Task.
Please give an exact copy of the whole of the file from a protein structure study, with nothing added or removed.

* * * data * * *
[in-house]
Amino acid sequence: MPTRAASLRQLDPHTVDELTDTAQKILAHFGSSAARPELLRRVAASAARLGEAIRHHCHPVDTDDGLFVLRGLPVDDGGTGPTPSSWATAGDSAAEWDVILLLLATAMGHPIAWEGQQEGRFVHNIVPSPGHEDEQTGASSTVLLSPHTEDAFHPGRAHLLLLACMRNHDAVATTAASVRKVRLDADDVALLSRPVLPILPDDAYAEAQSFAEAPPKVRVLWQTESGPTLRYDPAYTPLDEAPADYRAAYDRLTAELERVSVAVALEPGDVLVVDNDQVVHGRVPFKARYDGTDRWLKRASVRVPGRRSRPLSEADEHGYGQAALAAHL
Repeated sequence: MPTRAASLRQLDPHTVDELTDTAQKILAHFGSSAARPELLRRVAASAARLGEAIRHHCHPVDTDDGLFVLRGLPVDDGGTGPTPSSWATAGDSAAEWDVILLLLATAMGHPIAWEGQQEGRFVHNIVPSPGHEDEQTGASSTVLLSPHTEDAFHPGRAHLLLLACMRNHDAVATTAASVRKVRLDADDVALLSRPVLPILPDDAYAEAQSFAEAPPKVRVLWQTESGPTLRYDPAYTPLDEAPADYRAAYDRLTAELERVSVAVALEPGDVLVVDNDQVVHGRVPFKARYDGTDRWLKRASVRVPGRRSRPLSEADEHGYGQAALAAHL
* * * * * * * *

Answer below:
[in-house]
Amino acid sequence: MPTRAASLRQLDPHTVDELTDTAQKILAHFGSSAARPELLRRVAASAARLGEAIRHHCHPVDTDDGLFVLRGLPVDDGGTGPTPSSWATAGDSAAEWDVILLLLATAMGHPIAWEGQQEGRFVHNIVPSPGHEDEQTGASSTVLLSPHTEDAFHPGRAHLLLLACMRNHDAVATTAASVRKVRLDADDVALLSRPVLPILPDDAYAEAQSFAEAPPKVRVLWQTESGPTLRYDPAYTPLDEAPADYRAAYDRLTAELERVSVAVALEPGDVLVVDNDQVVHGRVPFKARYDGTDRWLKRASVRVPGRRSRPLSEADEHGYGQAALAAHL
Repeated sequence: MPTRAASLRQLDPHTVDELTDTAQKILAHFGSSAARPELLRRVAASAARLGEAIRHHCHPVDTDDGLFVLRGLPVDDGGTGPTPSSWATAGDSAAEWDVILLLLATAMGHPIAWEGQQEGRFVHNIVPSPGHEDEQTGASSTVLLSPHTEDAFHPGRAHLLLLACMRNHDAVATTAASVRKVRLDADDVALLSRPVLPILPDDAYAEAQSFAEAPPKVRVLWQTESGPTLRYDPAYTPLDEAPADYRAAYDRLTAELERVSVAVALEPGDVLVVDNDQVVHGRVPFKARYDGTDRWLKRASVRVPGRRSRPLSEADEHGYGQAALAAHL